Banks propose SPV for Deccan Chargers

Last Updated: Sat, Sep 15, 2012 18:50 hrs

A proposal by a group of banks to form a special purpose vehicle (SPV) to run the Deccan Chargers cricket team was submitted to the Board of Control For Cricket In India (BCCI) working committee today, though no outcome has been announced so far.

N Srinivasan, president of BCCI, the national cricket governing body, said he would not comment on the issue as it was under the consideration of the Bombay High Court. He, however, said reports that BCCI’s decision to terminate Deccan Chargers contract was stayed by the Bombay High Court were incorrect. “As we said in a statement earlier, there is no stay issued by the High Court today."

BCCI, in an emergency meeting of the Indian Premier League (IPL) governing council held on Friday evening, decided to terminate the Deccan Chargers contract on the ground that the team owned by the debt-ridden Deccan Chronicle Holdings Ltd (DCHL) had breached contract.

BCCI received a legal notice from Deccan Chargers, which said the franchise stating had not committed any breaches and BCCI should not act to terminate the franchise as YES Bank Ltd had came forward to finance to remedy the issues.

Sources close to the development said a group of 32 banks had proposed BCCI that they were ready to form an SPV to take charge of the team. However, a BCCI source said: "We have never seen such a thing and don’t know how it would work. What is the guarantee whether it will work?"

The board might float a fresh tender for a new team from of the waiting franchise cities, or it may go with the original eight team format. It may be noted that the IPL started with eight-teams model and added two more teams — Pune and Kochi — later. However, the Kochi team was terminated later.

Earlier in the day, BCCI came out with a statement, saying the Mumbai High Court had heard the counsels of both the board and DCHL on the termination issue. The matter has been placed for hearing on Monday, said the release, quoting Sanjay Jagdale, secretary of BCCI.

On Thursday, BCCI conducted an auction in the presence of a supervisor from the high court in which PVP Ventures, a film producing and real estate firm, came up with a bid for Rs 900 crore.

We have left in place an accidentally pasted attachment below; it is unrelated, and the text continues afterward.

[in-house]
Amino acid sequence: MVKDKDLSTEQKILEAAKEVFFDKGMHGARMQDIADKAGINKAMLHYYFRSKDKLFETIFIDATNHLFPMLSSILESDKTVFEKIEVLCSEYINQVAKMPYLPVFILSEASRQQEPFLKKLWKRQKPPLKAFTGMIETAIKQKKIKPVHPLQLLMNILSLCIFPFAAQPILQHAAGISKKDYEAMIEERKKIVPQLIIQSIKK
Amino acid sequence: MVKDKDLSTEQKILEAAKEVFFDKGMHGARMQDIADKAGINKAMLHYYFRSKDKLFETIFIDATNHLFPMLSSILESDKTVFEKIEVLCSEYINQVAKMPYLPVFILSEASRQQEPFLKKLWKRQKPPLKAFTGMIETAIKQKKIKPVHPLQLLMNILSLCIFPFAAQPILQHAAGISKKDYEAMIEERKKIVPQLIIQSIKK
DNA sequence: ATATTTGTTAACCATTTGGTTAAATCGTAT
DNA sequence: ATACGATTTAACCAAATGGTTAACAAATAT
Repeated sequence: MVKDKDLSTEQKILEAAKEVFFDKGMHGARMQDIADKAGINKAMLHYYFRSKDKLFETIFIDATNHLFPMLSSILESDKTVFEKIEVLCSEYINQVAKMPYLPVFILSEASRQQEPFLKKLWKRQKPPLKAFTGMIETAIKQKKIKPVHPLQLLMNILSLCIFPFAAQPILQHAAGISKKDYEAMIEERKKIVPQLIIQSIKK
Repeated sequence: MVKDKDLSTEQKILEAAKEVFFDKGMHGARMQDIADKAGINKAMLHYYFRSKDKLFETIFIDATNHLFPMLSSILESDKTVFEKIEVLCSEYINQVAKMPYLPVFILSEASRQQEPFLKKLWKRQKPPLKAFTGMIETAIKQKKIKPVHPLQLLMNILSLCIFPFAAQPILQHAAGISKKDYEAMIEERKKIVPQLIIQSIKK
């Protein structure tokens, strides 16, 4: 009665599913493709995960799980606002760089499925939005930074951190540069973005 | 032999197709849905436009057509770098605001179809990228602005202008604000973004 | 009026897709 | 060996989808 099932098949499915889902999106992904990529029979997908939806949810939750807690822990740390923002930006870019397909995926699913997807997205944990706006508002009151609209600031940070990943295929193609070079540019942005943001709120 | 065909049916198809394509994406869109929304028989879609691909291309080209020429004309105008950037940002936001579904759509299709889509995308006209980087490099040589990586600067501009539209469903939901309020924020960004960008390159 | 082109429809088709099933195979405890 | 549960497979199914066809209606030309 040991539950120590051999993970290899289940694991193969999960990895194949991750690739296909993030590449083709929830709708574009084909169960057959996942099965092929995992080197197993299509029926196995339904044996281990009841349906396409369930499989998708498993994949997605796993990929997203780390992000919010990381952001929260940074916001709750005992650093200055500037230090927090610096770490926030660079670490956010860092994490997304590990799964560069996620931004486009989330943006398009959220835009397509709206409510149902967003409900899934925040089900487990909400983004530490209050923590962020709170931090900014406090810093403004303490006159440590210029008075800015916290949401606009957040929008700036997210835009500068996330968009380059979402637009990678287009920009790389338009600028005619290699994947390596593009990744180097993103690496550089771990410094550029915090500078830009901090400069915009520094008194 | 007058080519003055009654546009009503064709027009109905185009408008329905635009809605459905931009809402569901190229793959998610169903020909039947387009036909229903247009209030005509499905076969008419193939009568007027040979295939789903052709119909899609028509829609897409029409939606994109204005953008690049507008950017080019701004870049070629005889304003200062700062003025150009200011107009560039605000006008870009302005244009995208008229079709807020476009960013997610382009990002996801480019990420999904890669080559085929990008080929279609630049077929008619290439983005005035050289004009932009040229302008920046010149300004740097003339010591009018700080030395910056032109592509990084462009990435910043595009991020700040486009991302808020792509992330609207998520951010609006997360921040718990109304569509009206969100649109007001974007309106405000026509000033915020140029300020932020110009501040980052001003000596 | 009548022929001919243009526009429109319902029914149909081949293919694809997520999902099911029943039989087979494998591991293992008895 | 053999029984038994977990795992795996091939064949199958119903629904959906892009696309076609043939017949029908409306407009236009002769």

The bid was reportedly rejected by Deccan Chargers, following which the board took the decision to terminate the team contract.

"The BCCI is completely justified in this action which was taken with careful deliberation and only due to the absolute inability of the franchise to effectively run the team," the BCCI said in a statement.

The future of the 2009 IPL champions, who were skippered by Sri Lankan captain Kumar Sangakkara, looked like being preserved when they were put up for sale last week by cash-strapped Deccan Chronicle Holdings, who had paid $107 million to have the franchise for 10 years in 2008.

Interest had been lodged in buying the side but the BCCI said that Deccan Chronicle Holdings had rejected a bid of Rs 4.5 billion and an equal sum in convertible debentures.

This coupled with a letter from the franchise owners' lawyers saying they had done nothing wrong led to the BCCI to shut down the team, which also featured South African quick Dale Steyn, Australian batsman Cameron White and Indian bowler Ishant Sharma.

"BCCI received a lawyers notice invoking arbitration from the franchise stating that it had not committed any breaches and even if such breaches were committed, the BCCI should not act to terminate the franchise till Yes Bank Ltd furnishes sufficient finance to cure the breaches," the BCCI said.

"By this, Deccan Chronicle Holdings Ltd has clearly admitted its inability to cure its breaches within the time stipulated in the BCCI notice despite every bit of assistance from the BCCI.

"Since the month of May, BCCI has received repeated assurances that the overdue player fees would be paid; all of these promises have been unfulfilled."

Deccan are not the first side to be thrown out of the lucrative IPL.

Last year, the board terminated the contract of the Kochi franchise for payment default.

Deccan's demise is another hiccup for the IPL, which began to massive fanfare in 2008, dazzling fans and attracting prominent investors like Reliance Industries chief Mukesh Ambani, India's richest man, as well as spirits and airline magnate Vijay Mallya and Bollywood actor Shah Rukh Khan.

However, a series of scandals has tarnished the league's image.

The BCCI sacked IPL Chairman Lalit Modi in 2010 following corruption charges and viewers' fatigue has prompted a dip in TV ratings as the league's diminishing sheen continues.

Last month, DLF, India's largest real estate firm, terminated the title sponsorship of the league ending a five-year association.

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